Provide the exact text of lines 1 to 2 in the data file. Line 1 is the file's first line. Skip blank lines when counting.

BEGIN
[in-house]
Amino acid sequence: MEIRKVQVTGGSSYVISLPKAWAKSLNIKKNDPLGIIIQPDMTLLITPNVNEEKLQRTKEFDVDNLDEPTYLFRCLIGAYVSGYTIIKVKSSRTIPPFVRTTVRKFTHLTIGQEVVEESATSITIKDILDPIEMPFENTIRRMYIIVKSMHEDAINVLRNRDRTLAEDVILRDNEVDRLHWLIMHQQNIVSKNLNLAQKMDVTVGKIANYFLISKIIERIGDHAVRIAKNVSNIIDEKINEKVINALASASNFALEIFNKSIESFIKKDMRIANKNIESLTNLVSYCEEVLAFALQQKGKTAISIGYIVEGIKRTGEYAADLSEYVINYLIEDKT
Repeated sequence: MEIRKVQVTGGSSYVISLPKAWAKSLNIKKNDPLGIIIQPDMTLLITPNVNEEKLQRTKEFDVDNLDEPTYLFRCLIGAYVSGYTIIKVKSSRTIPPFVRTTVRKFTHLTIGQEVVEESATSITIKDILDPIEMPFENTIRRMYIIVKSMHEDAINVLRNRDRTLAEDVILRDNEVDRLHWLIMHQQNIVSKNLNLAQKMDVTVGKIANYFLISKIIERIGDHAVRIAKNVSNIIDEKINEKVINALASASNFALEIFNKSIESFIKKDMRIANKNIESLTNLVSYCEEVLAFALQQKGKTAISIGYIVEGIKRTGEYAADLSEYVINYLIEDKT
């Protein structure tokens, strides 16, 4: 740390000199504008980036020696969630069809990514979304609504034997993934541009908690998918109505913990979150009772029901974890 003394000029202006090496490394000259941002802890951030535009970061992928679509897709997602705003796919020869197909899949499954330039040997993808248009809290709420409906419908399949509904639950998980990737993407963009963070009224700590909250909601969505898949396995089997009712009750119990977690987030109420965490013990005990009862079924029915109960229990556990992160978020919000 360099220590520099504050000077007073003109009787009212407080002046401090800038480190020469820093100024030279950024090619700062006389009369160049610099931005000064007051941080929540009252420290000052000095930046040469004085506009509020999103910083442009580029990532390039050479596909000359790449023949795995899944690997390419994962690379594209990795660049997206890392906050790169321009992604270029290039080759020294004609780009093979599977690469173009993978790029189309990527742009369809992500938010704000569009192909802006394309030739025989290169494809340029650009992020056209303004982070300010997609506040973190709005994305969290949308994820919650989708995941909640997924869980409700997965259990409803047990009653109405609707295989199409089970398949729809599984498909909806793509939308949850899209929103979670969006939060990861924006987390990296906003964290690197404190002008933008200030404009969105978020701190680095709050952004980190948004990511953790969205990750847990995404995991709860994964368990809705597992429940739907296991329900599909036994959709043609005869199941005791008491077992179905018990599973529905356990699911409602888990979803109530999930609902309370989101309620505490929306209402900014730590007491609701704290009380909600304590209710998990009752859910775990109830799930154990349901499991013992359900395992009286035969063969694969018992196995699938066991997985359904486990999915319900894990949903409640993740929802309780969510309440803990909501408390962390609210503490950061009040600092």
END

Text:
[in-house]
Amino acid sequence: MEIRKVQVTGGSSYVISLPKAWAKSLNIKKNDPLGIIIQPDMTLLITPNVNEEKLQRTKEFDVDNLDEPTYLFRCLIGAYVSGYTIIKVKSSRTIPPFVRTTVRKFTHLTIGQEVVEESATSITIKDILDPIEMPFENTIRRMYIIVKSMHEDAINVLRNRDRTLAEDVILRDNEVDRLHWLIMHQQNIVSKNLNLAQKMDVTVGKIANYFLISKIIERIGDHAVRIAKNVSNIIDEKINEKVINALASASNFALEIFNKSIESFIKKDMRIANKNIESLTNLVSYCEEVLAFALQQKGKTAISIGYIVEGIKRTGEYAADLSEYVINYLIEDKT